Australia's interest rate futures have attracted the interest of most investors, who have considered them a safe haven from the European debt crisis.

Transactions in the main 30-day cash rate, the 90-day bank bill and 3- and 10-year bond futures climbed in June to a daily average of 525,536, ASX Group said on July 6. Related reports from Bloomberg said Australian government debt has gained 2.5 percent since June 1, including reinvested interest, the most among 20 developed markets tracked by Bank of America Merrill Lynch indexes.

Australia's government debt is extending better returns as compared to the US with 0.5 percent, while Germany is at 2 percent.

Australia's Treasurer Wayne Swan earlier said that the government's new budget will allow them to return to surplus by 2013 after borrowing grew by more than 60 percent since the end of 2009.

The Australia dollar has appreciated 9 percent in the past 12 months, second to the Swiss franc, according to Bloomberg Correlation-Weighted Indexes, as investors sought alternatives to the U.S. and Europe, which are struggling to reduce their debt loads.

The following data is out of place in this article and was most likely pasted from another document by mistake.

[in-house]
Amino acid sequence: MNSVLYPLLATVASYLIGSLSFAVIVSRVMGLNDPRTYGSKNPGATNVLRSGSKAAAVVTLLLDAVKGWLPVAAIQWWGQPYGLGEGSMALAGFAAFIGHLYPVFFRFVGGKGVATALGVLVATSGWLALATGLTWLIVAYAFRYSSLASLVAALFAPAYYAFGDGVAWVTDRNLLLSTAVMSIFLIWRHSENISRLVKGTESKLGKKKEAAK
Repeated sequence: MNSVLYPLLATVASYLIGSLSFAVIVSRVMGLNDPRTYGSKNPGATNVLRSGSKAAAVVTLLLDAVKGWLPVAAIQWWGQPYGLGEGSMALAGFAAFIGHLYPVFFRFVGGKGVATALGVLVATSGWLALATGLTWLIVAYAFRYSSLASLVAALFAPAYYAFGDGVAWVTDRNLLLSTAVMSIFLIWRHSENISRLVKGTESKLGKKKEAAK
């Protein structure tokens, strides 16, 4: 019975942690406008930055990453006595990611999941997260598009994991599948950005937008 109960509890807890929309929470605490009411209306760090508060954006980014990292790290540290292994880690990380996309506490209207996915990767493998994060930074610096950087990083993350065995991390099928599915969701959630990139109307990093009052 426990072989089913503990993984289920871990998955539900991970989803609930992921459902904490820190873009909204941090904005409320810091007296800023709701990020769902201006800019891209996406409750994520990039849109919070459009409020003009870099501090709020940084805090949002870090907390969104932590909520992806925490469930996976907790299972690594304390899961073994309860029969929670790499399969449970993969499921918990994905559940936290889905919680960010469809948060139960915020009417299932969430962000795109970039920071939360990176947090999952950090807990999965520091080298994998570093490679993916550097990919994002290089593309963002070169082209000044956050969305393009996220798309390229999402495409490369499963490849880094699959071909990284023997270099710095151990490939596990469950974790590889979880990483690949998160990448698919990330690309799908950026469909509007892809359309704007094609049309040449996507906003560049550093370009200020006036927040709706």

Bloomberg said: "The diversification flow into Australia is very clear," said Jarrod Kerr, director of Australia rates strategy at Credit Suisse Group AG in Singapore. "The wilder it gets the more futures take over, since the good thing about the futures market is that it's incredibly liquid."

Futures Trading

Bloomberg said in a report that trading in 30-day cash rate futures rose to 885,640 contracts, a record monthly volume that was 8 percent higher than the previous one set in May 2011. Transactions in 90-day bank bill futures climbed to 2,879,948 contracts for the month, 7 percent more than the previous high in August 2007, according to the ASX, which operates the Sydney Futures Exchange and the Australian Stock Exchange.

Futures volumes were lifted last month by a record A$31.1 billion ($33 billion) of Australian-dollar bonds that came due in June, said Brad Gibson, head of rates strategies at ING Investment Management in Sydney.

Federal and state governments repaid A$20.2 billion of local currency debt, while A$10.9 billion of supranational, financial and company notes matured, according to data compiled by Bloomberg.